When it comes to presenting to a group, there’s one major step that most presenters miss.
Many leaders will spend an hour presenting a new strategy, explaining how exciting and challenging it’s going to be, when their audience is either tired because they’ve heard it all before or are concerned about how this is going to affect them. The one thing they are not is excited. The presenter has failed to address the elephant in the room and missed the opportunity to connect to what the audience is really thinking or feeling.
Recently, I went to my daughter’s school for an information evening. Midway through the night, a “parenting expert” came on stage and every parent in the room rolled their eyes. Sensing everyone’s displeasure, the expert said, “You’re probably thinking ‘not another parenting expert, will I ever get home?’ The guilty audience burst out laughing. She then took it a step further saying, “As a parent myself, I’ve often felt this too. We all know that parenting is the toughest job on earth. It was once said: ‘You can learn many things from children. How much patience you have, for instance.’ So I’m here to share some tips with you that we, as parents, can all use on days when patience is in short supply. As parents of teenagers you will have lots of these days.”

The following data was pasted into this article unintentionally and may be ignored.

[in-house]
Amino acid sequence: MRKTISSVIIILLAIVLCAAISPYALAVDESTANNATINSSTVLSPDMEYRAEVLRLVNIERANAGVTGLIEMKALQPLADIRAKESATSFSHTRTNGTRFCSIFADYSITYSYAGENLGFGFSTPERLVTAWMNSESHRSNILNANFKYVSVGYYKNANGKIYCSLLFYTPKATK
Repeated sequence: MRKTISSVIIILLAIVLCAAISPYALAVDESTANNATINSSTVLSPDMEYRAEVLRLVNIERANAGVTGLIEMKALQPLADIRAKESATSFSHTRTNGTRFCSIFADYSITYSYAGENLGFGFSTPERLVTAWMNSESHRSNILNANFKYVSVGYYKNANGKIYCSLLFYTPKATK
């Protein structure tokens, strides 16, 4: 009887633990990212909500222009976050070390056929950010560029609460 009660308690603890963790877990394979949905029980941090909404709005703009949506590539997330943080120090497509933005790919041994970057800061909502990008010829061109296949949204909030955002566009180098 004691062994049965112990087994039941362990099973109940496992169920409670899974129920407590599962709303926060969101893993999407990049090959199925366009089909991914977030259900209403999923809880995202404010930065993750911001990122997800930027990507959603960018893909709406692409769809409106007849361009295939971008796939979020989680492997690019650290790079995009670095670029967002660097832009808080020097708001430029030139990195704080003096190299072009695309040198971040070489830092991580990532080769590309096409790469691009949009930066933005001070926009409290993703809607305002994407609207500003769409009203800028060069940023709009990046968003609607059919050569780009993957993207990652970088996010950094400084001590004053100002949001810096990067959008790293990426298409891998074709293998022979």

Not only did she address the elephant, she invited it into the room with us and used it to her advantage to connect with her audience.
It takes courage to address the elephant in the room and as Ellen Wittlinger author & novelist said ‘ When there’s an elephant in the room you can’t just pretend it’s not there and just discuss the ants’.
Sadly this is a step most presenters miss.
Warning! This radical book is ONLY for presenters who want to achieve professional impact and business results. You don’t want to just present; you want to create an audience experience. With every presentation you want to transform people, organisations and what’s possible. This book is your first step.